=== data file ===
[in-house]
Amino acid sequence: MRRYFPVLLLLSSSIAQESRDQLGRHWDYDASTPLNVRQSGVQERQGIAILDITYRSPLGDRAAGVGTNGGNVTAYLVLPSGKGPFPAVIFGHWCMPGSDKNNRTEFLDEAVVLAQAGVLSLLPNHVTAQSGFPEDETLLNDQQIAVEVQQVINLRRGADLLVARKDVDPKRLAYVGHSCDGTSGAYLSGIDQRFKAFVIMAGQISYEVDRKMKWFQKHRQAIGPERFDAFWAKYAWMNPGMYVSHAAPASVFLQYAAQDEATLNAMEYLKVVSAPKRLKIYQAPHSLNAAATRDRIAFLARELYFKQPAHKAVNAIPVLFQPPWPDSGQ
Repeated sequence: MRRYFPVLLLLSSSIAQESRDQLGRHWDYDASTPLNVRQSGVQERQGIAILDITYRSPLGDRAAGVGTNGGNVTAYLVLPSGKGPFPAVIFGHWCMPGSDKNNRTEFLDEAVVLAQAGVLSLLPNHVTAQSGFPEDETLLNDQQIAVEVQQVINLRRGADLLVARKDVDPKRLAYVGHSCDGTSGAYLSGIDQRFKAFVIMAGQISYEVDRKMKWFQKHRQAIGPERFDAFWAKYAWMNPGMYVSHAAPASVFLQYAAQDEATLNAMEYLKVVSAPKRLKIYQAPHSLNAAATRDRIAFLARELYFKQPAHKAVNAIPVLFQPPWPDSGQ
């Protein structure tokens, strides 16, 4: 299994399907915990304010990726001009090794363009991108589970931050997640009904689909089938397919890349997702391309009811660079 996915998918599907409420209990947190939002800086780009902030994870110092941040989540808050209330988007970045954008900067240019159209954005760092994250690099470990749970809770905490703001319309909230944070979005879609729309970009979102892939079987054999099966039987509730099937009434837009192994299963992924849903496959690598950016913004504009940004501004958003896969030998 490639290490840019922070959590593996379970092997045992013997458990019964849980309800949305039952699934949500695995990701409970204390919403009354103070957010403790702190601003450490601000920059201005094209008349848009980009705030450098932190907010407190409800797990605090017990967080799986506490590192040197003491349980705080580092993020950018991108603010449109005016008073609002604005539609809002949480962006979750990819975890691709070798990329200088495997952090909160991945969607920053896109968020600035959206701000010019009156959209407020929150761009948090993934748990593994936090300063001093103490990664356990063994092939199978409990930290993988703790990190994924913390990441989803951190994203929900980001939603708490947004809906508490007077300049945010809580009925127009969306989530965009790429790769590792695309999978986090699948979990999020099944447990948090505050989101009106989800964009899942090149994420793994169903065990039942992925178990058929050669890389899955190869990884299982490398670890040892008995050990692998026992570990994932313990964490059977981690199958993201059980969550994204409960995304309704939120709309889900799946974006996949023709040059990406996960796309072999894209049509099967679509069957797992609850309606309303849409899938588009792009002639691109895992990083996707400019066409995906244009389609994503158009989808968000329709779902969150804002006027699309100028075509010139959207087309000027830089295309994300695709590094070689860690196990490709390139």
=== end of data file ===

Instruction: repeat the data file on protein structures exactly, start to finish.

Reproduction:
[in-house]
Amino acid sequence: MRRYFPVLLLLSSSIAQESRDQLGRHWDYDASTPLNVRQSGVQERQGIAILDITYRSPLGDRAAGVGTNGGNVTAYLVLPSGKGPFPAVIFGHWCMPGSDKNNRTEFLDEAVVLAQAGVLSLLPNHVTAQSGFPEDETLLNDQQIAVEVQQVINLRRGADLLVARKDVDPKRLAYVGHSCDGTSGAYLSGIDQRFKAFVIMAGQISYEVDRKMKWFQKHRQAIGPERFDAFWAKYAWMNPGMYVSHAAPASVFLQYAAQDEATLNAMEYLKVVSAPKRLKIYQAPHSLNAAATRDRIAFLARELYFKQPAHKAVNAIPVLFQPPWPDSGQ
Repeated sequence: MRRYFPVLLLLSSSIAQESRDQLGRHWDYDASTPLNVRQSGVQERQGIAILDITYRSPLGDRAAGVGTNGGNVTAYLVLPSGKGPFPAVIFGHWCMPGSDKNNRTEFLDEAVVLAQAGVLSLLPNHVTAQSGFPEDETLLNDQQIAVEVQQVINLRRGADLLVARKDVDPKRLAYVGHSCDGTSGAYLSGIDQRFKAFVIMAGQISYEVDRKMKWFQKHRQAIGPERFDAFWAKYAWMNPGMYVSHAAPASVFLQYAAQDEATLNAMEYLKVVSAPKRLKIYQAPHSLNAAATRDRIAFLARELYFKQPAHKAVNAIPVLFQPPWPDSGQ
């Protein structure tokens, strides 16, 4: 299994399907915990304010990726001009090794363009991108589970931050997640009904689909089938397919890349997702391309009811660079 996915998918599907409420209990947190939002800086780009902030994870110092941040989540808050209330988007970045954008900067240019159209954005760092994250690099470990749970809770905490703001319309909230944070979005879609729309970009979102892939079987054999099966039987509730099937009434837009192994299963992924849903496959690598950016913004504009940004501004958003896969030998 490639290490840019922070959590593996379970092997045992013997458990019964849980309800949305039952699934949500695995990701409970204390919403009354103070957010403790702190601003450490601000920059201005094209008349848009980009705030450098932190907010407190409800797990605090017990967080799986506490590192040197003491349980705080580092993020950018991108603010449109005016008073609002604005539609809002949480962006979750990819975890691709070798990329200088495997952090909160991945969607920053896109968020600035959206701000010019009156959209407020929150761009948090993934748990593994936090300063001093103490990664356990063994092939199978409990930290993988703790990190994924913390990441989803951190994203929900980001939603708490947004809906508490007077300049945010809580009925127009969306989530965009790429790769590792695309999978986090699948979990999020099944447990948090505050989101009106989800964009899942090149994420793994169903065990039942992925178990058929050669890389899955190869990884299982490398670890040892008995050990692998026992570990994932313990964490059977981690199958993201059980969550994204409960995304309704939120709309889900799946974006996949023709040059990406996960796309072999894209049509099967679509069957797992609850309606309303849409899938588009792009002639691109895992990083996707400019066409995906244009389609994503158009989808968000329709779902969150804002006027699309100028075509010139959207087309000027830089295309994300695709590094070689860690196990490709390139």